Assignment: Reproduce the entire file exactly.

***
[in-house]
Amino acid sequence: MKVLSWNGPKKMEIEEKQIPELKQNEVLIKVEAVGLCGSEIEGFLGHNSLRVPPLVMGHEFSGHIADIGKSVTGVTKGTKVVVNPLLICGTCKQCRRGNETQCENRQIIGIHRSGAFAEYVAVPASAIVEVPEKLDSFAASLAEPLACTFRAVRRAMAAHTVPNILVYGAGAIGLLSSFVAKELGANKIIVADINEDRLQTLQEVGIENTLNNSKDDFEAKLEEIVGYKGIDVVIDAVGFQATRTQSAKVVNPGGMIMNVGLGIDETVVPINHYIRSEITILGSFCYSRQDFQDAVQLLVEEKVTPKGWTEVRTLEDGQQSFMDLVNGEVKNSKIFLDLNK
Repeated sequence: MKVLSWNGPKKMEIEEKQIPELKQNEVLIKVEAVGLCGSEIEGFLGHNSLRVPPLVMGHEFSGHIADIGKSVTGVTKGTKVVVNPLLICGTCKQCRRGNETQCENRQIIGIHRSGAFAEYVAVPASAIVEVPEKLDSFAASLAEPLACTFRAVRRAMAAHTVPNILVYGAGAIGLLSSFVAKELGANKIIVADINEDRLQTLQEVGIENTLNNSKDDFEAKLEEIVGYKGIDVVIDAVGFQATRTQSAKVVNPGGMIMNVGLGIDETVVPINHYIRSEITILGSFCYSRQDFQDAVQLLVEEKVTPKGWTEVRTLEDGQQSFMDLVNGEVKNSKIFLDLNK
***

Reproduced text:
[in-house]
Amino acid sequence: MKVLSWNGPKKMEIEEKQIPELKQNEVLIKVEAVGLCGSEIEGFLGHNSLRVPPLVMGHEFSGHIADIGKSVTGVTKGTKVVVNPLLICGTCKQCRRGNETQCENRQIIGIHRSGAFAEYVAVPASAIVEVPEKLDSFAASLAEPLACTFRAVRRAMAAHTVPNILVYGAGAIGLLSSFVAKELGANKIIVADINEDRLQTLQEVGIENTLNNSKDDFEAKLEEIVGYKGIDVVIDAVGFQATRTQSAKVVNPGGMIMNVGLGIDETVVPINHYIRSEITILGSFCYSRQDFQDAVQLLVEEKVTPKGWTEVRTLEDGQQSFMDLVNGEVKNSKIFLDLNK
Repeated sequence: MKVLSWNGPKKMEIEEKQIPELKQNEVLIKVEAVGLCGSEIEGFLGHNSLRVPPLVMGHEFSGHIADIGKSVTGVTKGTKVVVNPLLICGTCKQCRRGNETQCENRQIIGIHRSGAFAEYVAVPASAIVEVPEKLDSFAASLAEPLACTFRAVRRAMAAHTVPNILVYGAGAIGLLSSFVAKELGANKIIVADINEDRLQTLQEVGIENTLNNSKDDFEAKLEEIVGYKGIDVVIDAVGFQATRTQSAKVVNPGGMIMNVGLGIDETVVPINHYIRSEITILGSFCYSRQDFQDAVQLLVEEKVTPKGWTEVRTLEDGQQSFMDLVNGEVKNSKIFLDLNK